Botanicare feature in Phoenix Business Journal

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Chandler company wants its business to grow from grassroots

An East Valley company is launching a line of self-watering plant pots aimed at encouraging consumers to adopt green practices.

The Grobal pots are modern-looking globes in a range of colors, with a starting price of about $15. Each pot features a side spout into which owners can occasionally pour water, along with a small packet of proprietary liquid fertilizer, to help the plant thrive with little hassle.

“Especially in this economy, people are looking for smarter and efficient ways to do things. This is environmentally conscious, and you will not kill your plants,” said Kayla Sharp, executive vice president of Botanicare.

Grobal is the first mass-market consumer product from Botanicare, a Chandler company that focuses on green growing practices, including organics and hydroponics.

“Our vision is self-sustaining agriculture. It’s not sexy,” Sharp said. “So this is a way to get the attention of the rest of the world without boring them.”

Botanicare is the latest incarnation of the company that began as Sea of Green, a retail gardening store that opened in Tempe in 1992. It was founded by Sharp and Treg Bradley, both Arizona natives and Gilbert residents.

Bradley developed a special blend of organic soil called SureBlend, which led to the launch of American Agritech in 1996.

Since then, the pair have divested three Sea of Green retail stores and changed the company’s name to Botanicare, which continues to sell organic soil products to both the commercial and consumer markets, plus the new line of Grobal planters.

Grobals are sold with packets of Botanicare’s environmentally friendly fertilizer. This introduces consumers to the company’s other products, which include fungi, plant supplements and equipment for hydroponic gardening — growing plants without soil.

“Our current market is very techie, but our goal is to show people they don’t have to be experts to be green gardeners,” Sharp said. “Grobals are something that are pretty, that are inexpensive and are easy to use and understand.”

Introducing the retail planters was a long-term goal of the company. After developing the idea in 2007, Sharp and Bradley spent three years designing the product, finding a manufacturer and working to find a mass market for it.

In addition to small boutiques nationwide, retailers carrying Grobals include and Urban Outfitters.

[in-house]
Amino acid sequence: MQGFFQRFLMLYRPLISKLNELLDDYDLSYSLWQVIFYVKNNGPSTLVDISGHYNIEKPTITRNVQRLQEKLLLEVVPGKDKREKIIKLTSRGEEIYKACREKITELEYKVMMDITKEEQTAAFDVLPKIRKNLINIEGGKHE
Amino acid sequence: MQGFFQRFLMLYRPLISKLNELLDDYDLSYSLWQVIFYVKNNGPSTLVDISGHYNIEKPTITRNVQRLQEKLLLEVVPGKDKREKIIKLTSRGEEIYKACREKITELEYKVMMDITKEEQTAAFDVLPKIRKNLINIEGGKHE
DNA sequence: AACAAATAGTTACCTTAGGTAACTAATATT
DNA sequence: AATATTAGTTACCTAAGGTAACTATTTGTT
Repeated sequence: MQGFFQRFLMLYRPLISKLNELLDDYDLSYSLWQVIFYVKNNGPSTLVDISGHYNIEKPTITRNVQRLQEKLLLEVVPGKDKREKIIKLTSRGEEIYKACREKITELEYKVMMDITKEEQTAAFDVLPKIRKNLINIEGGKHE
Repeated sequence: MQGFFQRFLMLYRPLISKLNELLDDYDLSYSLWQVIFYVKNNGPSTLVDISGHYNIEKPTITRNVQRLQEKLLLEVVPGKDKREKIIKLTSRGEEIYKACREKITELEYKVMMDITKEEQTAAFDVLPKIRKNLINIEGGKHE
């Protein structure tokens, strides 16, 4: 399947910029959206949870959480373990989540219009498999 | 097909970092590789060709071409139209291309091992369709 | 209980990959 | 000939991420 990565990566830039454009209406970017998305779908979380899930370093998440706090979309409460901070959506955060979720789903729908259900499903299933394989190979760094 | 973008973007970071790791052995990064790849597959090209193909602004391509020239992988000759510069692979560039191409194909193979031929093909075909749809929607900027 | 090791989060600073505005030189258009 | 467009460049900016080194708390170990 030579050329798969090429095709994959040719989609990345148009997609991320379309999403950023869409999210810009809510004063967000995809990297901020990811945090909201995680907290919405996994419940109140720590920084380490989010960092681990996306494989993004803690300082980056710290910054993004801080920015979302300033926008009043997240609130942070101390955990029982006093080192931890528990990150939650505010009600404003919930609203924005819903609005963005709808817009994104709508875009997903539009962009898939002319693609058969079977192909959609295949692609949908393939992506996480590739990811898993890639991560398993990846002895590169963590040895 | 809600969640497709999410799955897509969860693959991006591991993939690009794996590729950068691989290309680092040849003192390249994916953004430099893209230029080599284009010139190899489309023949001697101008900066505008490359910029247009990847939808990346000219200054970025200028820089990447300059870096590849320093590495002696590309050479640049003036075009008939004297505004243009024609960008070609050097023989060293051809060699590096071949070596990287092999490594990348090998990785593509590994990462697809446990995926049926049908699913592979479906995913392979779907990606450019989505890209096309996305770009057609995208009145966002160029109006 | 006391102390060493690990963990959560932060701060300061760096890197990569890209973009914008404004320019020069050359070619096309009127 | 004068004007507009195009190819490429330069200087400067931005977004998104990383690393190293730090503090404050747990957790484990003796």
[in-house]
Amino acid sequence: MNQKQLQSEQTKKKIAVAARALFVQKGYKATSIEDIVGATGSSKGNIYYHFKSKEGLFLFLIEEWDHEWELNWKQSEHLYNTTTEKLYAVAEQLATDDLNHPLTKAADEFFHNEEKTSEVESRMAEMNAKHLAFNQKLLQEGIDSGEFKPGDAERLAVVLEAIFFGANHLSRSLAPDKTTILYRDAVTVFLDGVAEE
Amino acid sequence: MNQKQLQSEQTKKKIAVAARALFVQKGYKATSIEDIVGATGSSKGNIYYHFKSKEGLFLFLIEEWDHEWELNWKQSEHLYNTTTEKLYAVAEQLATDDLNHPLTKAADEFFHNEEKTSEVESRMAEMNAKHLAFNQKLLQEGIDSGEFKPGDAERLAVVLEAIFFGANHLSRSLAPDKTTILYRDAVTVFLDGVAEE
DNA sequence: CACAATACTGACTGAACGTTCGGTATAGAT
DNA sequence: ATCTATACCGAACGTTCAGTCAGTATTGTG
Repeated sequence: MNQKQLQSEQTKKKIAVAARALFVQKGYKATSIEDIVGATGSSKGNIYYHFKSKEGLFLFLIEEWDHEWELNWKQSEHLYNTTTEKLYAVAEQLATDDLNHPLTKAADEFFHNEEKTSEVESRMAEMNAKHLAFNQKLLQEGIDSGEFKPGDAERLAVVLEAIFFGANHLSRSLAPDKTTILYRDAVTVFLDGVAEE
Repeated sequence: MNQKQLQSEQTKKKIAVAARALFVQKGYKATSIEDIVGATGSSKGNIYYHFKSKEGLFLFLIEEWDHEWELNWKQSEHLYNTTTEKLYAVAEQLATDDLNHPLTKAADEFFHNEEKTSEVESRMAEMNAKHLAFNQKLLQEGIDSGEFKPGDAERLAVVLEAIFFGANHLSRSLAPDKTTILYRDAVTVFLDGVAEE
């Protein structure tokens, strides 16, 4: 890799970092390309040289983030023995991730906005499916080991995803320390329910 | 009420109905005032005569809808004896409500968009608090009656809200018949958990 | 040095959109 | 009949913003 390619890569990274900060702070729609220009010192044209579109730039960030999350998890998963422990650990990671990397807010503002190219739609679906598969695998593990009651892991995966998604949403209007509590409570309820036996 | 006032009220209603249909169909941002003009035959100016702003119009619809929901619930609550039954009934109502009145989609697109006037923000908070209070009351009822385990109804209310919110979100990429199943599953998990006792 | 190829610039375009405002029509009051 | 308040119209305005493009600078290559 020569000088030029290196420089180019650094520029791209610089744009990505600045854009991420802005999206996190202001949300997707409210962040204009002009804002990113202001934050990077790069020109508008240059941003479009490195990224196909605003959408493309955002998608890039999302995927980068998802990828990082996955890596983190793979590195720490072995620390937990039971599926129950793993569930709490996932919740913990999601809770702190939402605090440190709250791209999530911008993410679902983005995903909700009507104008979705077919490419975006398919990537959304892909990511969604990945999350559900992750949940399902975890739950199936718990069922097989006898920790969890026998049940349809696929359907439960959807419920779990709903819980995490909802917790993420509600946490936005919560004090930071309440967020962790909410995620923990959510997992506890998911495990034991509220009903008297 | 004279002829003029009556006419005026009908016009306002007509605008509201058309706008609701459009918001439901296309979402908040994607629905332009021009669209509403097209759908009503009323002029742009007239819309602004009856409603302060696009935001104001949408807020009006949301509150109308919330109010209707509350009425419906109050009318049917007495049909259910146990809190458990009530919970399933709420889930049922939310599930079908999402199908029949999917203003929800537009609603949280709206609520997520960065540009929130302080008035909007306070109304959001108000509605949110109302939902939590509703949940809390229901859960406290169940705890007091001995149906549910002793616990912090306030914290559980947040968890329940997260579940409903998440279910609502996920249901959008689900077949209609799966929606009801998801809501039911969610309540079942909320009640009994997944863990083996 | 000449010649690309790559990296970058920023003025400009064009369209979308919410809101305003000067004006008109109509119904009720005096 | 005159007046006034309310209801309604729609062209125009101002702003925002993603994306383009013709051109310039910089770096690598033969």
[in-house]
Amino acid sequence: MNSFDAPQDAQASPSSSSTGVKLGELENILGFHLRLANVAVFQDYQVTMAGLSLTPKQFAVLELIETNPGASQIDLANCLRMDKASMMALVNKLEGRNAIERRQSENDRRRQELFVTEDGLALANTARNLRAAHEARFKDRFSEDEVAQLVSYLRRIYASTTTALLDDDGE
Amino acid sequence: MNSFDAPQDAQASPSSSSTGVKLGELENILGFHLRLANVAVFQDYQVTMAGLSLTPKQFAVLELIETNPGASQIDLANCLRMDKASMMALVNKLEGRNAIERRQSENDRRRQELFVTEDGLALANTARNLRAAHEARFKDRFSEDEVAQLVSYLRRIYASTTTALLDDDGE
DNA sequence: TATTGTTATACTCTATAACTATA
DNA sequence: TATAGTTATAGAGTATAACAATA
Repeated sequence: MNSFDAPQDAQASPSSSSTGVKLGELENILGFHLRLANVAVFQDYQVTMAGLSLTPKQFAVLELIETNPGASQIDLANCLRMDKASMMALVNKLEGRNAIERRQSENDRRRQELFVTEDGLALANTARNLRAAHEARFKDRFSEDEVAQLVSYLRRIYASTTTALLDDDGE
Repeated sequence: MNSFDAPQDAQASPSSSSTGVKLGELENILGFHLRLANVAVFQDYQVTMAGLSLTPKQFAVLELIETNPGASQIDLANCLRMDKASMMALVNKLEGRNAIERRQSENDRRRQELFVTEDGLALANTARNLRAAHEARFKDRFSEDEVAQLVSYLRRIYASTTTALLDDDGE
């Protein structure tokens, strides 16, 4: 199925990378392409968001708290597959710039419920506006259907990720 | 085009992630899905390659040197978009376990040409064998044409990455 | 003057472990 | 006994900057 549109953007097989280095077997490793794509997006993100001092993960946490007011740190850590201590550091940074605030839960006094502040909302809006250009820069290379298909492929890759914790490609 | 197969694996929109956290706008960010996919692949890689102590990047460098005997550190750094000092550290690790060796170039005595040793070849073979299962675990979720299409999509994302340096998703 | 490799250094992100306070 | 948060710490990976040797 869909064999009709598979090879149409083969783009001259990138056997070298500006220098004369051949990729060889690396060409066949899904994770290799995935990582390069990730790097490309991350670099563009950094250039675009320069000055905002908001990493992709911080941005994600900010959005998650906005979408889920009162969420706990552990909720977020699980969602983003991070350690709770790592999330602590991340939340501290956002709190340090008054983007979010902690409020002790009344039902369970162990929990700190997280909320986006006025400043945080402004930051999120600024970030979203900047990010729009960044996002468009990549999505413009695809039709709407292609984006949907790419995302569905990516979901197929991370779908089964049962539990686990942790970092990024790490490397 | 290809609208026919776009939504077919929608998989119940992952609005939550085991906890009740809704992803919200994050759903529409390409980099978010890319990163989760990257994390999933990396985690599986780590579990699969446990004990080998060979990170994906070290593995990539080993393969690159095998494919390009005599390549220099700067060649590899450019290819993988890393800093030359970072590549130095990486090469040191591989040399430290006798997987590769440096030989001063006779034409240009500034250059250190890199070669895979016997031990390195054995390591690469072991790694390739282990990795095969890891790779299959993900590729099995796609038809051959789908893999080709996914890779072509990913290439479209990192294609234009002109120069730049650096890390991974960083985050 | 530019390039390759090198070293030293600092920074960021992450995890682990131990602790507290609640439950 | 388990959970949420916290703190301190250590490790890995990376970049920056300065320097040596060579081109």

While the company also is selling the pots through a dedicated website, Sharp said ultimately Botanicare doesn’t want to be a retailer; instead, it is looking to supply others with the Grobal line.

Sharp attributes the launch of the product and the growth of her business — estimated to reach $30 million in revenue this year — to her involvement with the Phoenix chapter of EO, a national membership-based group of entrepreneurs. She became a member in 2004, after meeting an EO member in an airport in Portland while waiting for a flight.

“We started talking about our businesses and what we do, and he gave me a contact for the Arizona Chapter,” Sharp said.

“This isn’t just for anyone. In order to be a member, you have to be a company founder or a principal and have $1 million gross,” said Greg Smith, a member of the Arizona EO’s board and the founder and CEO of G.W. Custom Homes in Carefree.

Smith said monthly peer-to-peer meetings provide feedback and direction from other proven entrepreneurs.

“These are candid and confidential conversations which we are bound by,” he said. “But I can say that Kayla is an extraordinary businessperson, and I have really seen her grow her business.”

EO AZ board member Eric Page, founder of Phoenix-based Amplify Health, agreed.

“She has strong experiences with process and a system of accountability, as well as developing a great corporate culture in her organization,” he said.

Sharp said that from 2009 to 2010, the company added 15 new employees for a total of 65 and moved into a new 33,000-square-foot warehouse in Chandler.

“We are trying to grow our business from the grassroots and are starting to see some success,” Sharp said. “We are trying to price and position the Grobal as a product that’s for everyone, and we want to get it into more retailers.”



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